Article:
Growth is slowing in India as the economic slowdown spreads
India has announced $4bn (£2.72bn) in extra spending to boost its economy as the global financial crisis unfolds.
The government said it was also planning a substantial spending increase in next year's budget.
The move came as the Reserve Bank of India cut its key interest rate by one percentage point, from 7.5% to 6.5%, on Saturday to encourage spending.
It is the third time since October the central bank has cut rates, which are now at their lowest since June 2006.
As well as the global financial situation, business confidence in India has also fallen in the wake of the Mumbai attacks that left at least 170 dead.
Prime Minister Manmohan Singh's office said in a statement: "The government has decided to seek authorisation for additional planned expenditure of up to 200bn rupees ($4bn) in the current year."
The prime minister's office said the government was keeping a close watch on the economic situation and would take any additional needed to "maintain the pace of economic activity".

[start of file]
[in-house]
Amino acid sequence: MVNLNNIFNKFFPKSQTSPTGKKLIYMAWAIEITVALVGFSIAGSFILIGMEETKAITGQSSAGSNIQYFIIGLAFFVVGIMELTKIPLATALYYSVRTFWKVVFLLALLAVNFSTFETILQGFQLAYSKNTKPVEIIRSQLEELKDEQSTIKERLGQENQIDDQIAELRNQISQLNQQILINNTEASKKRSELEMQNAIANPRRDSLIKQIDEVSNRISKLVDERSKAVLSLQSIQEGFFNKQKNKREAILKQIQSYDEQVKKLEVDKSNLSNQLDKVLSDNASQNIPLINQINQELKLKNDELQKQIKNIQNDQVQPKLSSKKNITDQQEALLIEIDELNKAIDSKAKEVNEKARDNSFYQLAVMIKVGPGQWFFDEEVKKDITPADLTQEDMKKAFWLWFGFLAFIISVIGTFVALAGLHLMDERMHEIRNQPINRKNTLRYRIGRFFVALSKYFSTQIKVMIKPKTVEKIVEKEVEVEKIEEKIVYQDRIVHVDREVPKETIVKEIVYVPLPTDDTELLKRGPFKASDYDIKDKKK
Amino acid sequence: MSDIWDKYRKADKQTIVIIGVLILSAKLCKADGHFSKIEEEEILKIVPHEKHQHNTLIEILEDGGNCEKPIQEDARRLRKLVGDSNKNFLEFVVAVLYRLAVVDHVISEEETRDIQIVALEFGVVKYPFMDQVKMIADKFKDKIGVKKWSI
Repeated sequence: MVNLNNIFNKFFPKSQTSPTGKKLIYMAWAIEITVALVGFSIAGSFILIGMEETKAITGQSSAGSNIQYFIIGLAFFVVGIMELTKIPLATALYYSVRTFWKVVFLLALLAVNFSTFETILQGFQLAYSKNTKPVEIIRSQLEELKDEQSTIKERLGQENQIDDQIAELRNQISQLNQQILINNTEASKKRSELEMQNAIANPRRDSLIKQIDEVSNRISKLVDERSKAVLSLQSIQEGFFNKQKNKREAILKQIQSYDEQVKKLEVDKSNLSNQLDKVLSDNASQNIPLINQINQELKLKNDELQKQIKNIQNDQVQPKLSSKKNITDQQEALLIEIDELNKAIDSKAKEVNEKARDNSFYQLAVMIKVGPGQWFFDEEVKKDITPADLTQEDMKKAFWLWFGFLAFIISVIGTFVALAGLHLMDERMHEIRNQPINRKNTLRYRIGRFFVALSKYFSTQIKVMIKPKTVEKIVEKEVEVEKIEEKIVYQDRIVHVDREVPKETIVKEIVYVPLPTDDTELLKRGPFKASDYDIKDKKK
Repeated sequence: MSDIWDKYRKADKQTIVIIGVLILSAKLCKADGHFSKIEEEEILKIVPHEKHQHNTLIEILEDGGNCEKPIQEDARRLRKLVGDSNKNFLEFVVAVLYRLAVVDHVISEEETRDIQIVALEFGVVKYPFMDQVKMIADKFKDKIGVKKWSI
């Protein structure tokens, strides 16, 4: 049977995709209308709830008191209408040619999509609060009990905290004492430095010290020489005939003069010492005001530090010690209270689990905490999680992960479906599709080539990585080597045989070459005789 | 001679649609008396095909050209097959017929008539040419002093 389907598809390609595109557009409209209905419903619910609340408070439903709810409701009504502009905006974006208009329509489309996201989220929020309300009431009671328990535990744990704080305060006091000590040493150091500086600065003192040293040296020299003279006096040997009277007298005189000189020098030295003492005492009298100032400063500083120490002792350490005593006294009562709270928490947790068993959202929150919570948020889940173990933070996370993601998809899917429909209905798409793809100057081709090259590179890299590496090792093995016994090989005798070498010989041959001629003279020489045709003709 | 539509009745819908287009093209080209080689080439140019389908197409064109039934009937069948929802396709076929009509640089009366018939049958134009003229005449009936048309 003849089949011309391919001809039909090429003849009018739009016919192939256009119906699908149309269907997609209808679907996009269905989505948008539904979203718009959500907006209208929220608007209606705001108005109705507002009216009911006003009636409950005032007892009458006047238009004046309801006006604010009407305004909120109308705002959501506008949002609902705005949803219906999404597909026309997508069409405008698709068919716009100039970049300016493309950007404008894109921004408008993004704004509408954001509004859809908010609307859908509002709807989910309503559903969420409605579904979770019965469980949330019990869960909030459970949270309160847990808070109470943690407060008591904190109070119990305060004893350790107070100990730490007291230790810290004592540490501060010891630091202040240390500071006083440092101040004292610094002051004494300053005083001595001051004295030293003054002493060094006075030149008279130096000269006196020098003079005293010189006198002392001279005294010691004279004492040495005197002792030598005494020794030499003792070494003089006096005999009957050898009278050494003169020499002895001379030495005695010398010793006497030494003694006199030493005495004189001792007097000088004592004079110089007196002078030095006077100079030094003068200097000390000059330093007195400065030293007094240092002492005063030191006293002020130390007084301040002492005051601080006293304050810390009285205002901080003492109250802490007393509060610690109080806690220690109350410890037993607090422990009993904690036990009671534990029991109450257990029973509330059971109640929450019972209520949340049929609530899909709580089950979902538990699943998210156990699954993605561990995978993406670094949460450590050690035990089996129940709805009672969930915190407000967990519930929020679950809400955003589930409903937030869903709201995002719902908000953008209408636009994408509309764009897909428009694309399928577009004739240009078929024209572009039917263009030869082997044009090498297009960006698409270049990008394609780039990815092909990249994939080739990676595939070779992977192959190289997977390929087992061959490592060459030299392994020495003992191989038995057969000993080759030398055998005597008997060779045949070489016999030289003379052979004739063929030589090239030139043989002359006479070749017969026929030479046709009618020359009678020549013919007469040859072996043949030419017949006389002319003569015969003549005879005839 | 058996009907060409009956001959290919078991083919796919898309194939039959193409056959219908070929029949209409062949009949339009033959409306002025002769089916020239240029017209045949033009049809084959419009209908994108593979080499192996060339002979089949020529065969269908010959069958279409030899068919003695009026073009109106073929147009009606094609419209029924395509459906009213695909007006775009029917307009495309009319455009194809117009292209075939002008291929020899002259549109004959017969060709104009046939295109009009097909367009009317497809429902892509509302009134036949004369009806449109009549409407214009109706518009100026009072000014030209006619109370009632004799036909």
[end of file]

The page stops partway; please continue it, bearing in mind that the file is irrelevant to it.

Under the plan, various categories of value-added tax will be cut by up to 4 percentage points to encourage consumer spending.
The package also includes measures to boost infrastructure spending, help businesses, and aid labour-intensive export sectors such as textiles and handicrafts.
Mr Singh, who recently took control of the finance ministry, last week forecast that India's economy would grow by 7.5% in the year to March 2009.
However, economists say growth could be as low as 6.8% this financial year, and 5.5% the following year.
Business leaders had hoped the government would do more.
Amit Mitra, secretary general of the Federation of Indian Chambers of Commerce and Industry, said the package was pointing in the right direction, but "could have done even more" to help boost growth.
India's rising budget deficit means it can do far less than a country like China - which last month announced a $586bn stimulus package - to spend its way out of economic problems.
Until now, India has focused on using monetary policy to counter the effects of the global slowdown.
Since mid-September, the Reserve Bank of India has injected $60.2bn into the financial system to boost liquidity.